A man and his son are in a car accident.  The man is pronounced dead on the scene and the son is rushed to the hospital.  The surgeon takes one look at the boy and says, “I can’t operate on this child!  This is my son!”  How is this possible?

*answer at end of post

The brain ingests an astounding 11 million pieces of information per day.  It processes about 40 million.  This is due to the filtering process that unconscious bias creates.  Filtering is necessary for our survival because there is simply too much stimuli in the world.

Camilla shared an experiment.  A panel was presented with the bios of 2 candidates.  The credentials and experience were identical.  One candidate was male and the other was female.  The gender-diverse panel unanimously preferred the male candidate because he was “likeable” and “confident”, whereas the female candidate was “unlikeable”, even “cocky”.

When we recognize our unconscious bias, we are capable of doing something about it.

The stereotype threat usually occurs when we are multi-tasking.  We have stuff going on in our head as well as in front of us.  A racing mind can lead to increased blood pressure, and short-term memory loss.  Brain scans reveal that women’s brains are active in different regions than male brains.  This heightens performance anxiety and leads to rumination and over-effort.

This is often completely unconscious.  Claude Steele and Howard Ross conducted a study where men and women were given a test.  When women encountered a question they couldn’t answer, they became distracted by the mental chatter in their brains.  “A question I can’t do!  Ack!“.  This unhelpfully activated other memories of when they had difficulty on tests.  Camilla also recommended the book The Orange Line (presenter Kelly Watson is one of the authors).  This book outlines how women can effectively navigate work and home.

We can change what we think the rules of engagement are.  When female professional progress is stalled, there are 3 key factors:

  1. Career Ambivalence
  2. Role Disconnect
  3. Unconscious Bias

Women have an unconscious belief that their work and home life are in continual conflict.  They see it as a cold either-or dichotomy:  The Career Ideal vs. the Woman Ideal This creates a fundamental disconnect.  What do we believe constitutes the Ideal Woman?

  1. She does it all
  2. She looks good
  3. She’s nice

Men have a somewhat different view of the Ideal Woman, as I learned in the short story The Ideal by Lucy Maud Montgomery.  You can find it in the collection At The Altar.

After a group exercise, Camilla humorously declared, “I can tell by the talking that you’re ready for the next part.”  Kelly explained that women are not actually bad at negotiating; we just don’t want to when it’s for us.  We will gladly (and effectively!) negotiate for other people.

Kelly shared a personal anecdote where she became the youngest VP at her company at 35.  She was instantly demanding perfect performance from herself, comparing herself to the 55-year-old VP who had just retired.  Her manager asked her why she was being so hard on herself.  When she explained that she wanted to be like the VP who had just left, her manager said, “Yeah, but give yourself 20 years, girl!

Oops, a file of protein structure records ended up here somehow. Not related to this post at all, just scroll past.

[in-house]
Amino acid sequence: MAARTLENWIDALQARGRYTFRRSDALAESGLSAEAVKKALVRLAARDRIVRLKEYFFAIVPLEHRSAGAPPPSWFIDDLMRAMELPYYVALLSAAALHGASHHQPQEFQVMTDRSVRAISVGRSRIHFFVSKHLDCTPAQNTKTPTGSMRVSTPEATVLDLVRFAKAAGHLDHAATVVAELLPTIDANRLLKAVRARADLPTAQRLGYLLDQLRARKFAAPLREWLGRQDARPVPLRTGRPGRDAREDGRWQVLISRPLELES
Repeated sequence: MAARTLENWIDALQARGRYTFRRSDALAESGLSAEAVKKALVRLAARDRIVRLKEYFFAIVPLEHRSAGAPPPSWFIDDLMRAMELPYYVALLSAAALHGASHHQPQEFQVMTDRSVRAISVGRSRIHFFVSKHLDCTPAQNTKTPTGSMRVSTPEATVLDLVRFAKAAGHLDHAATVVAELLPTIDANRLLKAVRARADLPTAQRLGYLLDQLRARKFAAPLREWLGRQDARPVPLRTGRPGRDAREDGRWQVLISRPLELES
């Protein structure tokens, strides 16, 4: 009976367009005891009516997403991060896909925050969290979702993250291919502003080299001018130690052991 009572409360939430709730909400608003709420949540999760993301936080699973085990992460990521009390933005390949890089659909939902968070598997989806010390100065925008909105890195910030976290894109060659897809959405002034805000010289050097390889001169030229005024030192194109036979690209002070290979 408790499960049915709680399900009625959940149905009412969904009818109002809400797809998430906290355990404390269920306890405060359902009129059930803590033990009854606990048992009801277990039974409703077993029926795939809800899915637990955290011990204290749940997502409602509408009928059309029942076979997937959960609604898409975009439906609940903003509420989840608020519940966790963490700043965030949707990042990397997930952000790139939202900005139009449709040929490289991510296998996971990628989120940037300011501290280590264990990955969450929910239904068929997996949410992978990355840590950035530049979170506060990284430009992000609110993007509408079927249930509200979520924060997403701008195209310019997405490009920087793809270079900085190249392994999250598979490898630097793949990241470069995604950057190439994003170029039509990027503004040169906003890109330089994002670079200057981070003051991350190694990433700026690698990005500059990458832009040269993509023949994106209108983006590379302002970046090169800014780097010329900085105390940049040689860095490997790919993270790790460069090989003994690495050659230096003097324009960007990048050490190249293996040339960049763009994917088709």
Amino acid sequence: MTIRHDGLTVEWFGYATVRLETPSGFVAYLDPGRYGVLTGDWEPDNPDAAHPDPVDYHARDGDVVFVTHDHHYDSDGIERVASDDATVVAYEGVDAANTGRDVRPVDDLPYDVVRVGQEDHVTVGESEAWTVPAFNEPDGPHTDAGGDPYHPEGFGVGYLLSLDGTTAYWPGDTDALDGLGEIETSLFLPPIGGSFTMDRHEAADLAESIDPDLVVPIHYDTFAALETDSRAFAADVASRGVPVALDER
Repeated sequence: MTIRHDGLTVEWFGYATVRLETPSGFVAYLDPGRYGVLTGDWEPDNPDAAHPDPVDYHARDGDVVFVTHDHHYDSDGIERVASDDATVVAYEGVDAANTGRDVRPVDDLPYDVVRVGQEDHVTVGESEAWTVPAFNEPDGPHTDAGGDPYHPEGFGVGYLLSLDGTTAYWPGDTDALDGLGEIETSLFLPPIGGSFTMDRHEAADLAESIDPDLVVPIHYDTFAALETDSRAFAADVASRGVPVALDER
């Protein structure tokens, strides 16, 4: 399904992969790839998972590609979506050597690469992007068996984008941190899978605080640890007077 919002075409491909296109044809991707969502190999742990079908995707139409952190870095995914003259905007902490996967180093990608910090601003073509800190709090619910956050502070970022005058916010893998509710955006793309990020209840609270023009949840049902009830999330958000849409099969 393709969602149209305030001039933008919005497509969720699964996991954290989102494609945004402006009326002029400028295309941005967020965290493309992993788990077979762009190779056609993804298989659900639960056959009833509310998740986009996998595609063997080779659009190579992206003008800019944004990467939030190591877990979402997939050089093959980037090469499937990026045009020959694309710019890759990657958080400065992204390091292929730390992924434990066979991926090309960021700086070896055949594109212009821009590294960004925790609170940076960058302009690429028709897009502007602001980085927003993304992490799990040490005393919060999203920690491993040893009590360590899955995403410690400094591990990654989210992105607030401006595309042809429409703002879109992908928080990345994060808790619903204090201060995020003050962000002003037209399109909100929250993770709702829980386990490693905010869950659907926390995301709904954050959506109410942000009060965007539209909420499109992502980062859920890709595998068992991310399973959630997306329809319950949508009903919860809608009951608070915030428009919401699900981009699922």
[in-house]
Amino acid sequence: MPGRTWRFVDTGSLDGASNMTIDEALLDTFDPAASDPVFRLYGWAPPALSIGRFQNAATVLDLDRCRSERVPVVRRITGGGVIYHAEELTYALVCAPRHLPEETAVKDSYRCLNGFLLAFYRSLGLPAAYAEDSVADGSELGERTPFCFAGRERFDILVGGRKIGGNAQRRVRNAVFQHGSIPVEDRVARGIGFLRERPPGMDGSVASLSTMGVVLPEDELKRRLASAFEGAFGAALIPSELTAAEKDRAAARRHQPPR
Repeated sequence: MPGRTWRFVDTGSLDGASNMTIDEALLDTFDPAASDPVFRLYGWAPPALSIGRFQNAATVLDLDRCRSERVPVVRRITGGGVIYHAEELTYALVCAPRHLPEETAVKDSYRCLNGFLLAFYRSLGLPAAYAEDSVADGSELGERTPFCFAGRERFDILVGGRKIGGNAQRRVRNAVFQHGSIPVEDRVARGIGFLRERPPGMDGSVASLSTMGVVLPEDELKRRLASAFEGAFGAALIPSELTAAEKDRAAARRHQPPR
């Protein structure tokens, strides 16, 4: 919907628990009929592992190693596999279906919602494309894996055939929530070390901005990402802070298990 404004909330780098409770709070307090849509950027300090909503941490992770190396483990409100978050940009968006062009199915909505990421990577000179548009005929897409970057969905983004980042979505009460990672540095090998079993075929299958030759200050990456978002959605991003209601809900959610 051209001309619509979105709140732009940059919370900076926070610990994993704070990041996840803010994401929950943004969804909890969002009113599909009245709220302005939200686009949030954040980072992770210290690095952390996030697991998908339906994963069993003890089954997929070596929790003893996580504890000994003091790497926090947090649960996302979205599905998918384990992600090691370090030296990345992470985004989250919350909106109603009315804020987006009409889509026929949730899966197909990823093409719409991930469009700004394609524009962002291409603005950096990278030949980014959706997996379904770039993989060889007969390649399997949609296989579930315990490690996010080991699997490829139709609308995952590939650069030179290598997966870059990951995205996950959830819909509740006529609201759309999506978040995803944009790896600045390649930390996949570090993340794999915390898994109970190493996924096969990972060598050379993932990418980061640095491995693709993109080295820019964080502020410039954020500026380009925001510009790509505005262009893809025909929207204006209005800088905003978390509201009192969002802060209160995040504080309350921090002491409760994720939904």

Kelly explained how women often obssess and agonize over emails they have sent.  “I’d like to retract that email.  It had a typo in it.”  Kelly asked us if this was a good use of our time.  The answer was a resounding no!

In the book Women Don’t Ask, it is estimated that women leave an astounding $1 million on the table, due to a failure to negotiate.

Camilla said, “Let’s get down to the why.  What’s at the core?”

Kelly discussed various anecdotes, all of which resonated strongly with the audience.  These are all real-life quotes from bona fide women whom Kelly has personally counseled:

  • A woman said that when her child arrived at daycare without a sweater, the daycare staff phoned her at work, even though it was her husband who did the drop-off
  • He’s a man and he’s a provider…”
  • Somehow, we have a gene for cleaning the house!
  • “The guys are awesome at feigning incompetence to get out of work!” (tremendous laughter from the audience at Kelly’s spot-on delivery of this quote)
  • One woman spent hours each night helping her teenager with his homework:
    • as a result, she was exhausted at work the next day
    • the boy’s father felt no such compulsion to help with homework
    • despite the fact that he was, by profession, a high school teacher!
  • One woman would not place a car seat in her husband’s car because “he drives too fast

Kelly related a personal anecdote that was actually extremely upsetting.  She and her husband once worked at the same company.  She was the senior manager.  They were both promoted and given the same salary.  When Kelly questioned this decision, she was told, “It’s a package deal.”  The audience gasped in disbelief and dismay.  Kelly persisted, “But I’m the senior employee.”  She was told, “Now you’re just being selfish.”  Just hearing this anecdote felt both unpleasant and uncomfortable.